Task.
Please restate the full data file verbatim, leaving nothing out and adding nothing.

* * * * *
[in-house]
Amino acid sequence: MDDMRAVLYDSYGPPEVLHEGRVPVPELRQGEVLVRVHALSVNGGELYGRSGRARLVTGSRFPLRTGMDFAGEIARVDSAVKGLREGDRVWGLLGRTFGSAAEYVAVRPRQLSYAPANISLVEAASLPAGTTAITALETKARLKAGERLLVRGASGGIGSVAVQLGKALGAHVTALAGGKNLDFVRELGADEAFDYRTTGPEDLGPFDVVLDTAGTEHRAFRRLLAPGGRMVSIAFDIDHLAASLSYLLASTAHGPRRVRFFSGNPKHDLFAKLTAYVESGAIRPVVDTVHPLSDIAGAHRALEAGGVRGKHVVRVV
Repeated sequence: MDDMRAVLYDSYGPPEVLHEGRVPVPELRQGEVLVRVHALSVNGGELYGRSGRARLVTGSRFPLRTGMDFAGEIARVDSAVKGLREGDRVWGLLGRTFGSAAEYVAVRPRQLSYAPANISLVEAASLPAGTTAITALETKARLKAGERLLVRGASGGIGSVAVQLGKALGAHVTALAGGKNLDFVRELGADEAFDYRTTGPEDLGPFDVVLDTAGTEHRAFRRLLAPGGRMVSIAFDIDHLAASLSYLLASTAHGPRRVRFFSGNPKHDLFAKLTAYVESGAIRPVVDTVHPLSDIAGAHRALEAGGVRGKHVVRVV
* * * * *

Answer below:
[in-house]
Amino acid sequence: MDDMRAVLYDSYGPPEVLHEGRVPVPELRQGEVLVRVHALSVNGGELYGRSGRARLVTGSRFPLRTGMDFAGEIARVDSAVKGLREGDRVWGLLGRTFGSAAEYVAVRPRQLSYAPANISLVEAASLPAGTTAITALETKARLKAGERLLVRGASGGIGSVAVQLGKALGAHVTALAGGKNLDFVRELGADEAFDYRTTGPEDLGPFDVVLDTAGTEHRAFRRLLAPGGRMVSIAFDIDHLAASLSYLLASTAHGPRRVRFFSGNPKHDLFAKLTAYVESGAIRPVVDTVHPLSDIAGAHRALEAGGVRGKHVVRVV
Repeated sequence: MDDMRAVLYDSYGPPEVLHEGRVPVPELRQGEVLVRVHALSVNGGELYGRSGRARLVTGSRFPLRTGMDFAGEIARVDSAVKGLREGDRVWGLLGRTFGSAAEYVAVRPRQLSYAPANISLVEAASLPAGTTAITALETKARLKAGERLLVRGASGGIGSVAVQLGKALGAHVTALAGGKNLDFVRELGADEAFDYRTTGPEDLGPFDVVLDTAGTEHRAFRRLLAPGGRMVSIAFDIDHLAASLSYLLASTAHGPRRVRFFSGNPKHDLFAKLTAYVESGAIRPVVDTVHPLSDIAGAHRALEAGGVRGKHVVRVV